There’s a Latin axiom which argues that there’s no accounting for taste, de gustibus non est disputandum. I reference it as to preamble to my annual list of the ten books I most enjoyed this past year because, admittedly, taste is somewhat subjective. I chose these particular books because they’re the ones that spoke most deeply to me. Perhaps they won’t speak to you in the same way. Fair enough. There’s no accounting for taste.

So, here are the authors and the books that spoke to me most deeply during this past year …

  1. Bernardo Olivera, How Far to Follow? The Martyrs of Atlas. This bookhelps tell the inside story of the Trappist monks who were martyred by Islamic extremists in Algeria in 1996. Similar to the movie, Of Gods and Men, it focuses on the deep struggles these men underwent in making the decision not to leave their monastery and, instead, face martyrdom.
  2. Donald Senior, Raymond E. Brown and the Catholic Biblical Renewal. Well-researched and well-written, this is a biography of the renowned scripture scholar, Raymond E. Brown, who stood out both for his scholarship and for his exemplary discipleship and priesthood. The book is more of an intellectual history of Brown than a chronicle of his life. It’s interesting too because, by sharing Brown’s intellectual history, Senior also highlights the particular theological and ecclesial struggles of Brown’s generation. For many of us this will be hauntingly familiar.
  3. Rachel Held Evans: This past year, scanning book reviews, I discovered the writings of Rachel Held Evans. I cite three of her works here that spoke to me very deeply: Searching for Sunday, Loving, Leaving, and Finding Church; Inspired, Slaying Giants, Walking on Water, and Loving the Bible Again; and A Year of Biblical Womanhood. Rachel grew up a cradle Evangelical with a deep and solid faith, but adulthood brought its own challenges, particularly for someone of her courage and honesty. These books chronicle Rachel’s struggle with her religious mother-tongue, her falling out of her faith story, and her particular way of finding her way back in. Her story articulates the struggle of millions. It’s an invaluable read, irrespective of one’s religious mother-tongue. She’s also an exceptionally gifted writer. Sadly, she died in May at the age of 37. We lost a needed religious voice, but what she left us can help many a person sort through his or her religious struggles.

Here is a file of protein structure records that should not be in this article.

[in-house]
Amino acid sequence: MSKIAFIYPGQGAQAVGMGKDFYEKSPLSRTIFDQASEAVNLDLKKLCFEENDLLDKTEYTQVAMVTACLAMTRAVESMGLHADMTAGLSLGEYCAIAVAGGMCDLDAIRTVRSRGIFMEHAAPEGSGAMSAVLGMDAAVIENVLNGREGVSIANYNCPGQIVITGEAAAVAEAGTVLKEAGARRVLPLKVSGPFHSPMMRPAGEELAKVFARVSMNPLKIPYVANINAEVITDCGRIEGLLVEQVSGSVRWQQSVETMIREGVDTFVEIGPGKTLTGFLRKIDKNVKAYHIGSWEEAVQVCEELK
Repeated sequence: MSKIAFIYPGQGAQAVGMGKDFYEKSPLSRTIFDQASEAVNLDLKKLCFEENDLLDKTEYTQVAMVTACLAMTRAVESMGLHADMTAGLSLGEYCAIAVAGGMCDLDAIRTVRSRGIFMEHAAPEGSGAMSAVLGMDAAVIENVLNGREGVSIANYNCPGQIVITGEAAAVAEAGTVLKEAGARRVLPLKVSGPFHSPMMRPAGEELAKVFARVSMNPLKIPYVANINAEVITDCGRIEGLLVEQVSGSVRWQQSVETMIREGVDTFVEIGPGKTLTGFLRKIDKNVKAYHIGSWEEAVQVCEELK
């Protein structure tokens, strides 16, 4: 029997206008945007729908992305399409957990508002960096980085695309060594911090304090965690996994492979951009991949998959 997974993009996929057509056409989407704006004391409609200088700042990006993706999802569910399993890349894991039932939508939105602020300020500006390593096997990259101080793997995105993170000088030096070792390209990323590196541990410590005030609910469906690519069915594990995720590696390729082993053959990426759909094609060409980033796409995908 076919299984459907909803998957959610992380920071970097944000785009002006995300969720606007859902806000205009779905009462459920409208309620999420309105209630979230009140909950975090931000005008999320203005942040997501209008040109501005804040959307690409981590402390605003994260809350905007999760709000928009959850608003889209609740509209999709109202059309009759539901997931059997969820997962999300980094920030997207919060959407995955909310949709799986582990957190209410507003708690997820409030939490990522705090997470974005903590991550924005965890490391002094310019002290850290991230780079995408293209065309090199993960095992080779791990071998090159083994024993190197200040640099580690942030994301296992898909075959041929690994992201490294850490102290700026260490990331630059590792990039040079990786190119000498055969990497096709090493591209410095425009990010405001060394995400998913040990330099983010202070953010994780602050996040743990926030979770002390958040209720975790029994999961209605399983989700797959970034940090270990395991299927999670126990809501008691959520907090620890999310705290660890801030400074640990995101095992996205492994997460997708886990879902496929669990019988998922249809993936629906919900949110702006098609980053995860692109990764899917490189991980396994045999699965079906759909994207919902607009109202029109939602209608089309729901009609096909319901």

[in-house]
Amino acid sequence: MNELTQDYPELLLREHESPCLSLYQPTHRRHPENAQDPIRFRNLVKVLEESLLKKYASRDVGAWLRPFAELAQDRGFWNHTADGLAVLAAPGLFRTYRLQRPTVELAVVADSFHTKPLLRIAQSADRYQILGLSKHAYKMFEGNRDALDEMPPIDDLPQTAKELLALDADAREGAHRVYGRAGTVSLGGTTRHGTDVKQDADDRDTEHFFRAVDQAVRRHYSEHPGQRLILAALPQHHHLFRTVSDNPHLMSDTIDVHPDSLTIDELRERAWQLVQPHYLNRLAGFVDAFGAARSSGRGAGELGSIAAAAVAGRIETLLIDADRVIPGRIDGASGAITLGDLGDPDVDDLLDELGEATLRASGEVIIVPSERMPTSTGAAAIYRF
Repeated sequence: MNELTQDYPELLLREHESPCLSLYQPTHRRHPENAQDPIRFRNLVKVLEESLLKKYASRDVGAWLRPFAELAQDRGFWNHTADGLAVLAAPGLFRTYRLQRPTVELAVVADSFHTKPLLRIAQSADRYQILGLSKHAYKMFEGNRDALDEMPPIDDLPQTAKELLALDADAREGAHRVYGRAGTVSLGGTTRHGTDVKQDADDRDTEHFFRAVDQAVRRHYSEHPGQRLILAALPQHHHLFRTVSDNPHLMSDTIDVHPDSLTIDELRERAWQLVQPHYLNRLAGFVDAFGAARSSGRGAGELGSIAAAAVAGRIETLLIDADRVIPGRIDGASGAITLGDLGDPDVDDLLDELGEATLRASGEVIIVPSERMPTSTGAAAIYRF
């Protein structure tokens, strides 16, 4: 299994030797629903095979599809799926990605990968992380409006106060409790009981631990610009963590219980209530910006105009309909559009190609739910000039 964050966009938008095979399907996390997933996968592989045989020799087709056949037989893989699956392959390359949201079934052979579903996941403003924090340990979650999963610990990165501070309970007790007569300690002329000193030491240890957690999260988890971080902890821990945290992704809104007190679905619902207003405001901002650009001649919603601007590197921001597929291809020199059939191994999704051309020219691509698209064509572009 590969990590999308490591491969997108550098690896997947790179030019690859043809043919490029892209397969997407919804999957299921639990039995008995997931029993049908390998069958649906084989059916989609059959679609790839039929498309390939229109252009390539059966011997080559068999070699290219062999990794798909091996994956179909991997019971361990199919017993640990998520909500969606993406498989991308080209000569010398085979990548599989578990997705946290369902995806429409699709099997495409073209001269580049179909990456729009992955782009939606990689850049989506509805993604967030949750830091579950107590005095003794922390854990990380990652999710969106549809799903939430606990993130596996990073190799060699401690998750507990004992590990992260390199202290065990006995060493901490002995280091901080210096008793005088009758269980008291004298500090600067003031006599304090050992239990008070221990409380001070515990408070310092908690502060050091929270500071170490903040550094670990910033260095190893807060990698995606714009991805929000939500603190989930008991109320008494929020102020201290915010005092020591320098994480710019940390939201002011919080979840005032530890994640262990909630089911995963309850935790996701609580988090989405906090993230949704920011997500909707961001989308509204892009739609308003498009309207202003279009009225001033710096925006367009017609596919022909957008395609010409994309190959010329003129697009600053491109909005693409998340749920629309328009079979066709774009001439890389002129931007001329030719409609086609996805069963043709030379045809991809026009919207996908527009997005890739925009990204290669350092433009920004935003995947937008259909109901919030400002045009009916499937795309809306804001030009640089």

4. Jean Bosco Rutagengwa, Love Prevails, One Couple’s Story of Faith and Survival in the Rwandan Genocide.  Someone once said that if you want to understand the tragedy of the Second World War you can read a thousand books about it and watch a thousand hours of film – or you can read the Diary of Anne Frank. This is such a “diary”, written inside the horrors of the Rwandan Genocide.
  5. Robert Ellsberg, A Living Gospel, Reading God’s Story in Holy Lives. The lives of the saints are our living gospel and Robert Ellsberg is the foremost hagiographer in the English language today. This, wonderfully readable, book teaches us both what hagiography is and why it’s important.
  6. Margaret Renkl, Late Migrations, A Natural History of Love and Loss. This is a unique kind of book, a poetics of sorts on love, nature, adoration, family life, death, dying, and human resiliency. This is a piece of art.
  7. Richard Rohr, The Universal Christ. This book will challenge you and will, with a sound scriptural theology, challenge mainline theology in its popular conception of both the intent and the scope of the incarnation. An important read.
  8. Ruth Burrows, Before the Living God. This is Ruth Burrows’ autobiography. I first read it thirty-two years ago. It moved me then and it moved me even more thirty-two years later. In her story, you will better understand your own story and the movement of God in your life.
  9. David Brooks, The Second Mountain, The Quest for a Moral Life. Brooks’ Second Mountain very much corresponds to what spiritual writers like Richard Rohr call the Second-Half of Life. Drawing upon his own story and creatively mixing secular and religious perspectives, Brooks lays out a challenging vision of what it means to mature, to move from being the hungry child to becoming the blessing adult. An excellent read.
  10. Mary Jo Leddy, Why Are We Here, A Meditation on Canada. Not least, a book from a Canadian. Mary Jo Leddy, the Founder and Director of Romero House for refugees in Toronto has always been a prophetic voice. In this book, she submits that every country has its “original sin”, some primal fault in its origins that now taints its present. For Canada, she argues, it was how it treated its indigenous peoples as it formed itself into a nation. Canada is not unique in having such an “original sin”. Every country has it.  Everyone should read this book.

I apologize that this year’s list, again, does not include any novels.